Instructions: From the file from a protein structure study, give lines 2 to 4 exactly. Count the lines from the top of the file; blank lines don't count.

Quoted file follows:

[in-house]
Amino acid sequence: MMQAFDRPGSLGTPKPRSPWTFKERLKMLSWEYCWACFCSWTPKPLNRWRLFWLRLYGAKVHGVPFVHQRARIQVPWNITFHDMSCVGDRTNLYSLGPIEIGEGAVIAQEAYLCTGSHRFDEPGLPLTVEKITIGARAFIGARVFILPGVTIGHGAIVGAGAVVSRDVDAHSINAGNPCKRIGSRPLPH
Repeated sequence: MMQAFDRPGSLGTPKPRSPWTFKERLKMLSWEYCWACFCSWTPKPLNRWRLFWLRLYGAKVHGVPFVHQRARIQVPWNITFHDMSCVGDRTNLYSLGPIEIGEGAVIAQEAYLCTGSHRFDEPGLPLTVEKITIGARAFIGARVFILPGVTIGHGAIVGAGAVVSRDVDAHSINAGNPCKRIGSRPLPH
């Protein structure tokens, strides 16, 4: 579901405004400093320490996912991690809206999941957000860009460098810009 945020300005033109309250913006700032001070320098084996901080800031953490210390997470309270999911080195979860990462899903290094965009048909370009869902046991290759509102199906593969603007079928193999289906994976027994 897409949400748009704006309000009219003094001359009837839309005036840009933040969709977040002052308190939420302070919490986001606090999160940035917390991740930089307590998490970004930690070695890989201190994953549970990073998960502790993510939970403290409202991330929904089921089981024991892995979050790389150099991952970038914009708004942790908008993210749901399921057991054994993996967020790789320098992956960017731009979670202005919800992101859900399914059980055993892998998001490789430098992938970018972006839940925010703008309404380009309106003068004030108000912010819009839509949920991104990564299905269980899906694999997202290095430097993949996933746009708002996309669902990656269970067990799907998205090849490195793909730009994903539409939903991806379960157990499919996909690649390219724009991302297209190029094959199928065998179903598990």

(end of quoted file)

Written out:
Amino acid sequence: MMQAFDRPGSLGTPKPRSPWTFKERLKMLSWEYCWACFCSWTPKPLNRWRLFWLRLYGAKVHGVPFVHQRARIQVPWNITFHDMSCVGDRTNLYSLGPIEIGEGAVIAQEAYLCTGSHRFDEPGLPLTVEKITIGARAFIGARVFILPGVTIGHGAIVGAGAVVSRDVDAHSINAGNPCKRIGSRPLPH
Repeated sequence: MMQAFDRPGSLGTPKPRSPWTFKERLKMLSWEYCWACFCSWTPKPLNRWRLFWLRLYGAKVHGVPFVHQRARIQVPWNITFHDMSCVGDRTNLYSLGPIEIGEGAVIAQEAYLCTGSHRFDEPGLPLTVEKITIGARAFIGARVFILPGVTIGHGAIVGAGAVVSRDVDAHSINAGNPCKRIGSRPLPH
């Protein structure tokens, strides 16, 4: 579901405004400093320490996912991690809206999941957000860009460098810009 945020300005033109309250913006700032001070320098084996901080800031953490210390997470309270999911080195979860990462899903290094965009048909370009869902046991290759509102199906593969603007079928193999289906994976027994 897409949400748009704006309000009219003094001359009837839309005036840009933040969709977040002052308190939420302070919490986001606090999160940035917390991740930089307590998490970004930690070695890989201190994953549970990073998960502790993510939970403290409202991330929904089921089981024991892995979050790389150099991952970038914009708004942790908008993210749901399921057991054994993996967020790789320098992956960017731009979670202005919800992101859900399914059980055993892998998001490789430098992938970018972006839940925010703008309404380009309106003068004030108000912010819009839509949920991104990564299905269980899906694999997202290095430097993949996933746009708002996309669902990656269970067990799907998205090849490195793909730009994903539409939903991806379960157990499919996909690649390219724009991302297209190029094959199928065998179903598990």